It was considered at the time a Hollywood ending.
Kobe Bryant, the legendary Los Angeles Lakers guard, carried his team on his back one last time against the Utah Jazz in his final game and scored 60 points in the team's 101-96 win at Staples Center.
The crowd was standing when Bryant made a 3-pointer with 59 seconds left. He hit another with 31 seconds to play, putting the Lakers ahead 97-96. He finished with an assist before checking out for good with 4.1 seconds left in just the Lakers’ 17th win of the season.
"The perfect ending would have been a championship," Bryant said. "But tonight was (me) trying to go out, play hard and try to put on a show as much as I possibly could. It felt good to be able to do that one last time."
Bryant, along with his teen daughter and seven others, died Sunday in a helicopter crash in Calabasas, Calif. He was seen by many as one of the game's greatest players of all time.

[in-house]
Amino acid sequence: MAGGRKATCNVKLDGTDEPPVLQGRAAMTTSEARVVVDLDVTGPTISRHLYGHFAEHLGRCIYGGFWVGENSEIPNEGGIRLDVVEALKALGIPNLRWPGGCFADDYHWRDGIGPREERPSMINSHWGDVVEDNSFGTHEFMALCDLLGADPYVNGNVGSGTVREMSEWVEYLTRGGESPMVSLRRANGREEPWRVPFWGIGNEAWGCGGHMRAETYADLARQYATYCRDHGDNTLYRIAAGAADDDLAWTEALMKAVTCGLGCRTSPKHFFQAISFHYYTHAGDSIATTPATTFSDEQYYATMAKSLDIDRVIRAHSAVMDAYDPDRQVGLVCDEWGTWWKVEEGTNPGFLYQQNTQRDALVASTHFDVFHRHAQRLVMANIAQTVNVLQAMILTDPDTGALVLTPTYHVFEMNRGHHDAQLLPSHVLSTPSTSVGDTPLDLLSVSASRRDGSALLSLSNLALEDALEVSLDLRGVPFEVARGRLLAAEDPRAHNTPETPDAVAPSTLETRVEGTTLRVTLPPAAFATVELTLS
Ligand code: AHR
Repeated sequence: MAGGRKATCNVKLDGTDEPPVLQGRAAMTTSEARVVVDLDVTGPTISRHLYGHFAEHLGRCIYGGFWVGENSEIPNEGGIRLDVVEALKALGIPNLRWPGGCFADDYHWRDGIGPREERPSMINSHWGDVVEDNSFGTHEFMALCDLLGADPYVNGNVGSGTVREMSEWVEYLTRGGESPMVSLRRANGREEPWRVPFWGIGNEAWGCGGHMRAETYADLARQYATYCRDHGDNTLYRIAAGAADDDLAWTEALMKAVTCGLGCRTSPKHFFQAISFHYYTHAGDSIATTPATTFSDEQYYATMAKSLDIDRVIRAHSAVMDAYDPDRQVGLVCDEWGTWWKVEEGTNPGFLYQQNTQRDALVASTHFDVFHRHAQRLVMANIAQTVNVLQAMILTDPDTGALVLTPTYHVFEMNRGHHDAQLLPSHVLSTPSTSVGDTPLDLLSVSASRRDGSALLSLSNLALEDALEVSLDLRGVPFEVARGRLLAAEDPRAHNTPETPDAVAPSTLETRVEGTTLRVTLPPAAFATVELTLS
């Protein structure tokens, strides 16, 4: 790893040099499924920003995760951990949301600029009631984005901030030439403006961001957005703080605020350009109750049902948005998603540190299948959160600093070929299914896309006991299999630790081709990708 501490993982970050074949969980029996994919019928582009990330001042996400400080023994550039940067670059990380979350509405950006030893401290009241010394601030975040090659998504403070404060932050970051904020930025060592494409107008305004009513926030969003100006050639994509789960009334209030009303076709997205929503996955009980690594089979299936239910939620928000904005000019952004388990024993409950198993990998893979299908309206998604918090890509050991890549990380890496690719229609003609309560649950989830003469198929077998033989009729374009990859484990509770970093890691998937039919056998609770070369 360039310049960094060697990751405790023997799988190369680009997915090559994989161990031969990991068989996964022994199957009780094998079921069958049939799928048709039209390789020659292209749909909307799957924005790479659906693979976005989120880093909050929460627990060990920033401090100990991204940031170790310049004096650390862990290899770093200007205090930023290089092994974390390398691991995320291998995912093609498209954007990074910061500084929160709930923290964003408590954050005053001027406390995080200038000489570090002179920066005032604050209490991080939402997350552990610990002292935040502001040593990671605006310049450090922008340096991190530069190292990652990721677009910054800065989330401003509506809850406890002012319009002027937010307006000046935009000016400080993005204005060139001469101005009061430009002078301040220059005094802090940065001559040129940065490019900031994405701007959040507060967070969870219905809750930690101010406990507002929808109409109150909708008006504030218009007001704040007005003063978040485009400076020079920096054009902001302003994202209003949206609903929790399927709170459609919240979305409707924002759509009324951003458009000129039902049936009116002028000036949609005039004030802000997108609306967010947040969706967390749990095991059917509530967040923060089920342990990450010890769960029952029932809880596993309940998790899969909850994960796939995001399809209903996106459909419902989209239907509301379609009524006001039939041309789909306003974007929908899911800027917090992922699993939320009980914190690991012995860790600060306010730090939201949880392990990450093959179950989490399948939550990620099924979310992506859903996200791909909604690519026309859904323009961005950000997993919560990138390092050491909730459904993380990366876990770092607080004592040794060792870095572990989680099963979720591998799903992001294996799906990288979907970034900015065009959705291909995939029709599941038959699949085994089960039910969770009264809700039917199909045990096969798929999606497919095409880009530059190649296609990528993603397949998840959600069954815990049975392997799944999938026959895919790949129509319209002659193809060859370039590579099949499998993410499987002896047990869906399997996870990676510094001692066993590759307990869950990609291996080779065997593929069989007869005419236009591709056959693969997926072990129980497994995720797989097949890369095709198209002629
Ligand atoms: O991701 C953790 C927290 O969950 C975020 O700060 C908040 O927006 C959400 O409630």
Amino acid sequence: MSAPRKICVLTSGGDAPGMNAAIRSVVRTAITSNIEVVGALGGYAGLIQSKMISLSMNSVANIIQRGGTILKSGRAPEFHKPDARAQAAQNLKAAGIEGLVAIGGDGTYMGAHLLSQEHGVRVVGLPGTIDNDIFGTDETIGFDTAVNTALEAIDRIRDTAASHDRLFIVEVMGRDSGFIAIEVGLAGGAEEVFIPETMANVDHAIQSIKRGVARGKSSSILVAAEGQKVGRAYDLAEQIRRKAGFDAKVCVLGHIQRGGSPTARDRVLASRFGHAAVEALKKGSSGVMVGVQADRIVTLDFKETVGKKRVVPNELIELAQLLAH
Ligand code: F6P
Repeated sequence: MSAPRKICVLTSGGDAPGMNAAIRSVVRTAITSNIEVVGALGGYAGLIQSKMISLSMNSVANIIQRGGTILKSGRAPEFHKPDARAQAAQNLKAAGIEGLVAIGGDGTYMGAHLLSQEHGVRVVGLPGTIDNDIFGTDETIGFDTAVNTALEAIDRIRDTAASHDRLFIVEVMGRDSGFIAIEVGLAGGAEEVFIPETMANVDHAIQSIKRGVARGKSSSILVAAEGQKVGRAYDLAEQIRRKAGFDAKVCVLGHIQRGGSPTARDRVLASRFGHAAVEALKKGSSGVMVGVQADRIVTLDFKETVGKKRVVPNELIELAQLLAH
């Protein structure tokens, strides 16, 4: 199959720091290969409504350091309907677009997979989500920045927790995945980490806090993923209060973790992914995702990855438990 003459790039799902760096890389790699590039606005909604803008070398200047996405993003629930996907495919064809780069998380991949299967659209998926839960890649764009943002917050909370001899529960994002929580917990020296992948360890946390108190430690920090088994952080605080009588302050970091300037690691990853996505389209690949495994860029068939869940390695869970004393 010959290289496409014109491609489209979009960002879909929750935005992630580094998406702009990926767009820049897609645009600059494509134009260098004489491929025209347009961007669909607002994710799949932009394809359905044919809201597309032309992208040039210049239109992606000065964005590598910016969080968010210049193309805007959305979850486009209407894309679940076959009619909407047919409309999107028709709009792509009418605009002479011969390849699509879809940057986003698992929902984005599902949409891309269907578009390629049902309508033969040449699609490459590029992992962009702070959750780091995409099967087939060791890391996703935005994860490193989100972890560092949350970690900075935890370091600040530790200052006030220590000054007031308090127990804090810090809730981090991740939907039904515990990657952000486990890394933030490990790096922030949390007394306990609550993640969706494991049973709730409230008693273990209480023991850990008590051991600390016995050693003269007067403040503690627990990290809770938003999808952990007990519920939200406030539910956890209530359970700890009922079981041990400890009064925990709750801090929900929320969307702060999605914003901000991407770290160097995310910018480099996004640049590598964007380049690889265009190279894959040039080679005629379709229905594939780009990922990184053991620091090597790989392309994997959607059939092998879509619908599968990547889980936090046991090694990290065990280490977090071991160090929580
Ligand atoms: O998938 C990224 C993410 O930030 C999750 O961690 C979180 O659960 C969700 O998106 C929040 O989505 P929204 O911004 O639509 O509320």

There's something magical about a legendary athlete's last game. They've aged with their fans and the cheers during these farewells have a sadness to them, perhaps because they remind us of our own mortality.
Bryant was sprayed with champagne in the locker room that night, but according to the Associated Press, he did not appreciate the gesture.
"That's only for championships," said the five-time winner.
NBC Sports announcer Mike Tirico, who called Bryant's final game, told the "Ryen Russillo Podcast" that the player defending Bryant displayed an act of sportsmanship when he stepped into the lane as Bryant was taking a free-throw at the end of the game that would give him 60.
"Gordon Hayward steps into the lane as Kobe is about to shoot that last free throw for 60, in case he missed it to give him another shot for 60," he said.
But on Monday night, Hayward took to Twitter to clarify the report.
Hayward, who now plays for the Boston Celtics, said he's been heartbroken over the tragic death of Bryant, but he said the report on the intentional line violation was not true.
"That was a night that I will truly never forget as I can remember almost every moment of it and my goal that night was to compete as hard as I possibly could against Kobe because that is what he was all about and I wanted to give him my very best," he said. "He got 60 on me and I didn’t give him anything free all night."
Hayward said Bryant was a fierce competitor and would have lost respect "for me if I gave him something free."
The Associated Press contributed to this report